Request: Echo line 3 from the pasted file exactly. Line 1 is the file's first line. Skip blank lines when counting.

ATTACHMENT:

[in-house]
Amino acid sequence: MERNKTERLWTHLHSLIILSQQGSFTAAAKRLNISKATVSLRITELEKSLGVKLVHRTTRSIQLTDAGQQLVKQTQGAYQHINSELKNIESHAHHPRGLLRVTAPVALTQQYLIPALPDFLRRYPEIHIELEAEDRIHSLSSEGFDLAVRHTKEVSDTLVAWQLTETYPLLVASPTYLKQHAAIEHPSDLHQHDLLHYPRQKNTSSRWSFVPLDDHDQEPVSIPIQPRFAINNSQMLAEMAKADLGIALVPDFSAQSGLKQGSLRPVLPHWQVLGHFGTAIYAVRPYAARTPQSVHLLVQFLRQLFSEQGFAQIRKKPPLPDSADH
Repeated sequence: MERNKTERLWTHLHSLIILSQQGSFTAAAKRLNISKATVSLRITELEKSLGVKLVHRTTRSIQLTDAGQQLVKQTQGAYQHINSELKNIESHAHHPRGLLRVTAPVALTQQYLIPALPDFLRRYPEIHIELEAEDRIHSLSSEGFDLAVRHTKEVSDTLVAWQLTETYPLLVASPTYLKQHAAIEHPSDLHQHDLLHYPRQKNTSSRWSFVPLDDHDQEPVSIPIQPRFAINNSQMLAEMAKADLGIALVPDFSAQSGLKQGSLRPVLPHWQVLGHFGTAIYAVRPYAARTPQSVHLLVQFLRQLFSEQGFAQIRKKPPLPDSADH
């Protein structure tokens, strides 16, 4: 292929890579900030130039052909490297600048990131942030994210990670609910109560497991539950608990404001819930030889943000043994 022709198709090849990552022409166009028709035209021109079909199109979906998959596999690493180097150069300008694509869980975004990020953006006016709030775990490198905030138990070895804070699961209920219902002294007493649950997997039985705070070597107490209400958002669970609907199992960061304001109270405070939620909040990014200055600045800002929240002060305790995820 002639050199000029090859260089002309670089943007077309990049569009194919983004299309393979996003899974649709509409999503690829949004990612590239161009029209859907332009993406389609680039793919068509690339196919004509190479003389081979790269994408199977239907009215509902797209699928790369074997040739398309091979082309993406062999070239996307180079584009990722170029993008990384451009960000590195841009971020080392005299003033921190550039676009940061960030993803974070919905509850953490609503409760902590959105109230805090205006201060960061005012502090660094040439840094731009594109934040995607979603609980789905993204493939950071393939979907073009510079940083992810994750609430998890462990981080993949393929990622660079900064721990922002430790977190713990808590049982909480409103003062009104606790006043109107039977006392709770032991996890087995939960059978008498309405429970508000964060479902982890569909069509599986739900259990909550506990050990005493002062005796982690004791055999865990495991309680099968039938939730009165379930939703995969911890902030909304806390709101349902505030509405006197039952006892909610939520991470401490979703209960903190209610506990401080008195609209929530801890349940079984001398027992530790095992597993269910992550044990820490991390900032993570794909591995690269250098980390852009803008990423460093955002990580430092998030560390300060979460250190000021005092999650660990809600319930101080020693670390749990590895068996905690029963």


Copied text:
Repeated sequence: MERNKTERLWTHLHSLIILSQQGSFTAAAKRLNISKATVSLRITELEKSLGVKLVHRTTRSIQLTDAGQQLVKQTQGAYQHINSELKNIESHAHHPRGLLRVTAPVALTQQYLIPALPDFLRRYPEIHIELEAEDRIHSLSSEGFDLAVRHTKEVSDTLVAWQLTETYPLLVASPTYLKQHAAIEHPSDLHQHDLLHYPRQKNTSSRWSFVPLDDHDQEPVSIPIQPRFAINNSQMLAEMAKADLGIALVPDFSAQSGLKQGSLRPVLPHWQVLGHFGTAIYAVRPYAARTPQSVHLLVQFLRQLFSEQGFAQIRKKPPLPDSADH